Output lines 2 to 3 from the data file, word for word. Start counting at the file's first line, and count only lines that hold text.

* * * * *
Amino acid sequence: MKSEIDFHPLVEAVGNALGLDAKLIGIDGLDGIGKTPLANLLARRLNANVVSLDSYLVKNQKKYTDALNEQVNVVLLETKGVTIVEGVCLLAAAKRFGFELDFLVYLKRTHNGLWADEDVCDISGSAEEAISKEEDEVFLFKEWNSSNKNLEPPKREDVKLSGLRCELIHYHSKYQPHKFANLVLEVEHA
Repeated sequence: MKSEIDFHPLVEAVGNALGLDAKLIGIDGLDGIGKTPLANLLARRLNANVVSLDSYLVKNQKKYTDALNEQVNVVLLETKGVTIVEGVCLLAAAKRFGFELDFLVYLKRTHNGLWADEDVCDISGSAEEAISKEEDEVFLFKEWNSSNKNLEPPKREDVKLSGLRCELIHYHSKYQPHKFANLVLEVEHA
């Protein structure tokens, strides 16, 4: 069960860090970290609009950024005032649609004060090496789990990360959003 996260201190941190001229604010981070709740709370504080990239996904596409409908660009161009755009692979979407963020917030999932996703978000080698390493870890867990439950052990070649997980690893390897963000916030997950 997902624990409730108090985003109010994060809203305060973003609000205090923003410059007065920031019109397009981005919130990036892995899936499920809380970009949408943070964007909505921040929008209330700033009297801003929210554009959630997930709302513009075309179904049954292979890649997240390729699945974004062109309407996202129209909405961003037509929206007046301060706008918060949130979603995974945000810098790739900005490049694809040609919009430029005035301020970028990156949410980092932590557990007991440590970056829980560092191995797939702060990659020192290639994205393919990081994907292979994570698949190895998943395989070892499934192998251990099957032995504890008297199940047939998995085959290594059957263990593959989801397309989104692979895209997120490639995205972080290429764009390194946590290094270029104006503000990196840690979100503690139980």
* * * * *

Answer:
Repeated sequence: MKSEIDFHPLVEAVGNALGLDAKLIGIDGLDGIGKTPLANLLARRLNANVVSLDSYLVKNQKKYTDALNEQVNVVLLETKGVTIVEGVCLLAAAKRFGFELDFLVYLKRTHNGLWADEDVCDISGSAEEAISKEEDEVFLFKEWNSSNKNLEPPKREDVKLSGLRCELIHYHSKYQPHKFANLVLEVEHA
């Protein structure tokens, strides 16, 4: 069960860090970290609009950024005032649609004060090496789990990360959003 996260201190941190001229604010981070709740709370504080990239996904596409409908660009161009755009692979979407963020917030999932996703978000080698390493870890867990439950052990070649997980690893390897963000916030997950 997902624990409730108090985003109010994060809203305060973003609000205090923003410059007065920031019109397009981005919130990036892995899936499920809380970009949408943070964007909505921040929008209330700033009297801003929210554009959630997930709302513009075309179904049954292979890649997240390729699945974004062109309407996202129209909405961003037509929206007046301060706008918060949130979603995974945000810098790739900005490049694809040609919009430029005035301020970028990156949410980092932590557990007991440590970056829980560092191995797939702060990659020192290639994205393919990081994907292979994570698949190895998943395989070892499934192998251990099957032995504890008297199940047939998995085959290594059957263990593959989801397309989104692979895209997120490639995205972080290429764009390194946590290094270029104006503000990196840690979100503690139980």